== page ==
Visiting Elsa Whitt – a poem by Tom McDade






The twine thin woman reels calmly

about, arranging her lifelike wares

on a carpet of bonded burlap bags.

These are not children’s toys. 

The tallest, about five-foot-five

under a wounded tartan parasol.

A calligraphic sign on a stand

at her feet is like one marking

a garden plot, names her Elsa Whitt.

She dons clothes of another time,

brown bonnet, shawl, bell-shaped gown. 

Cheeks puffed and blushed she’s locked

in place pushing a wicker pram with one

square wheel and Elsa looks so

damned genuine, let her find

a door ajar and she will lopsidedly 

brave the damaged cobblestones. 

The baby, wearing a moth-hurt bib

is a pond reflection of her mom. 

A notice across her plaid blanket

Says she won’t wet, whine or cry.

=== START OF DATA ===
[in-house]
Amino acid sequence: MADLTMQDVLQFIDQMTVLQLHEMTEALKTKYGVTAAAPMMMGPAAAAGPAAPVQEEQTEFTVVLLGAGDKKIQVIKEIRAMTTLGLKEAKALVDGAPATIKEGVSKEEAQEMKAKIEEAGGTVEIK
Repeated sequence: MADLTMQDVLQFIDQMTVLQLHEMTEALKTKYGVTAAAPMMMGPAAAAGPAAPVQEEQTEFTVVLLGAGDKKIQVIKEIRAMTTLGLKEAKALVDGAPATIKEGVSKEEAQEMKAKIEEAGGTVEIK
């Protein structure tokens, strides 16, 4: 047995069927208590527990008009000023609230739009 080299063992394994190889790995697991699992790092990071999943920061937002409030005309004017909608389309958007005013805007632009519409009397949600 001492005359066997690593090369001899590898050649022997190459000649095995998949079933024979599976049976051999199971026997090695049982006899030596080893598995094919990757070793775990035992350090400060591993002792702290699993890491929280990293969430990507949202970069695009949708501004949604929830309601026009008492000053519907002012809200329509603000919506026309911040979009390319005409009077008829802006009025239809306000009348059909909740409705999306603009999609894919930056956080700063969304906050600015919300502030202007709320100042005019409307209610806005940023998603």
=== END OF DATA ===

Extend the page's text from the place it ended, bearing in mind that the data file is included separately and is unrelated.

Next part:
Is this a mausoleum vault, pyramid

or merely a haunted space? 

A breathing corn-eyed cat atop

a china case filled with doll heads,

rags and limbs strikes a Cairo pose.

Is this sparse proprietor

chopping a finger at two harlequins sitting

cross-legged on a settee, a ventriloquist 

a puppeteer or just an addled hobbyist?

A musty tulip of silk is in the hand of the chubbier

delinquent while the other’s head tilts

heavily as if just slapped.

A music box plays a handful of notes

but not enough to liven or endear.

With the scratch of a match, a scented

candle flickers then leaps

at a bride and groom under glass.

A yellowed newspaper on the floor

tells of a formal wear shop arson,

a proud manikin with singed tails survived.

Instead of asking: “May I help you?”

The owner says, “You may help me.”

Offering a broom that clears

browsers out the door like straw

her free arm pivots robotically

to halt Elsa’s sneaky pram.


Thomas Michael McDade is retired computer programmer living in Fredericksburg, VA with his wife. He is a graduate of Fairfield University. McDade served two tours of duty in the U.S. Navy. He has recently had fiction published Gadfly Magazine and poetry in Ink, Sweat & Tears.



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